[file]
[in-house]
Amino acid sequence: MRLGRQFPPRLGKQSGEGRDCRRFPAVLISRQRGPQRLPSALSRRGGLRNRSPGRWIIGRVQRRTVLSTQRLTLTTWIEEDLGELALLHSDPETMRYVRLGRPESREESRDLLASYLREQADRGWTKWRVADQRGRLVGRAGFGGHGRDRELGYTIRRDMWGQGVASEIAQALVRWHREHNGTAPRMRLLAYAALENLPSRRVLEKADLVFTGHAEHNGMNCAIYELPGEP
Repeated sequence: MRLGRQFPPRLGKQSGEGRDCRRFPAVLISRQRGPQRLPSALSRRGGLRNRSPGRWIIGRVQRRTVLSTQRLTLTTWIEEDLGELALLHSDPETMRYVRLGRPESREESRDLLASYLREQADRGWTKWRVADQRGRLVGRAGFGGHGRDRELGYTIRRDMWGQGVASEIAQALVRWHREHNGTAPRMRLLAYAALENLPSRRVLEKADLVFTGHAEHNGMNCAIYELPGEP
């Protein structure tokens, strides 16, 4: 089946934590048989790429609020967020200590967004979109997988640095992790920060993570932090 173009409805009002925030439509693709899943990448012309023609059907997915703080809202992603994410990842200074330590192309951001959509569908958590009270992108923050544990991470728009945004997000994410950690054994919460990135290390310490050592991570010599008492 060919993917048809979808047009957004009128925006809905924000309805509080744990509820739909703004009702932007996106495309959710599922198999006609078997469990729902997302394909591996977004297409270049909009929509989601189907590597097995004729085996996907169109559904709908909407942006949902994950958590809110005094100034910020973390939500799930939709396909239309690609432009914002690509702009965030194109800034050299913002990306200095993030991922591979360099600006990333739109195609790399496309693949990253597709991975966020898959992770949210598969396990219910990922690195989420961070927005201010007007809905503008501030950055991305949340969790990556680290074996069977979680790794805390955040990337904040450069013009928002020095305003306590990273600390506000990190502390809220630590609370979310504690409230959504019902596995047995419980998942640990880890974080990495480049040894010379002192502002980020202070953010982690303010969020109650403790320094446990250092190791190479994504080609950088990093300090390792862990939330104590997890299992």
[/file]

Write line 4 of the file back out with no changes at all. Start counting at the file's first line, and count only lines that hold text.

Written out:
């Protein structure tokens, strides 16, 4: 089946934590048989790429609020967020200590967004979109997988640095992790920060993570932090 173009409805009002925030439509693709899943990448012309023609059907997915703080809202992603994410990842200074330590192309951001959509569908958590009270992108923050544990991470728009945004997000994410950690054994919460990135290390310490050592991570010599008492 060919993917048809979808047009957004009128925006809905924000309805509080744990509820739909703004009702932007996106495309959710599922198999006609078997469990729902997302394909591996977004297409270049909009929509989601189907590597097995004729085996996907169109559904709908909407942006949902994950958590809110005094100034910020973390939500799930939709396909239309690609432009914002690509702009965030194109800034050299913002990306200095993030991922591979360099600006990333739109195609790399496309693949990253597709991975966020898959992770949210598969396990219910990922690195989420961070927005201010007007809905503008501030950055991305949340969790990556680290074996069977979680790794805390955040990337904040450069013009928002020095305003306590990273600390506000990190502390809220630590609370979310504690409230959504019902596995047995419980998942640990880890974080990495480049040894010379002192502002980020202070953010982690303010969020109650403790320094446990250092190791190479994504080609950088990093300090390792862990939330104590997890299992």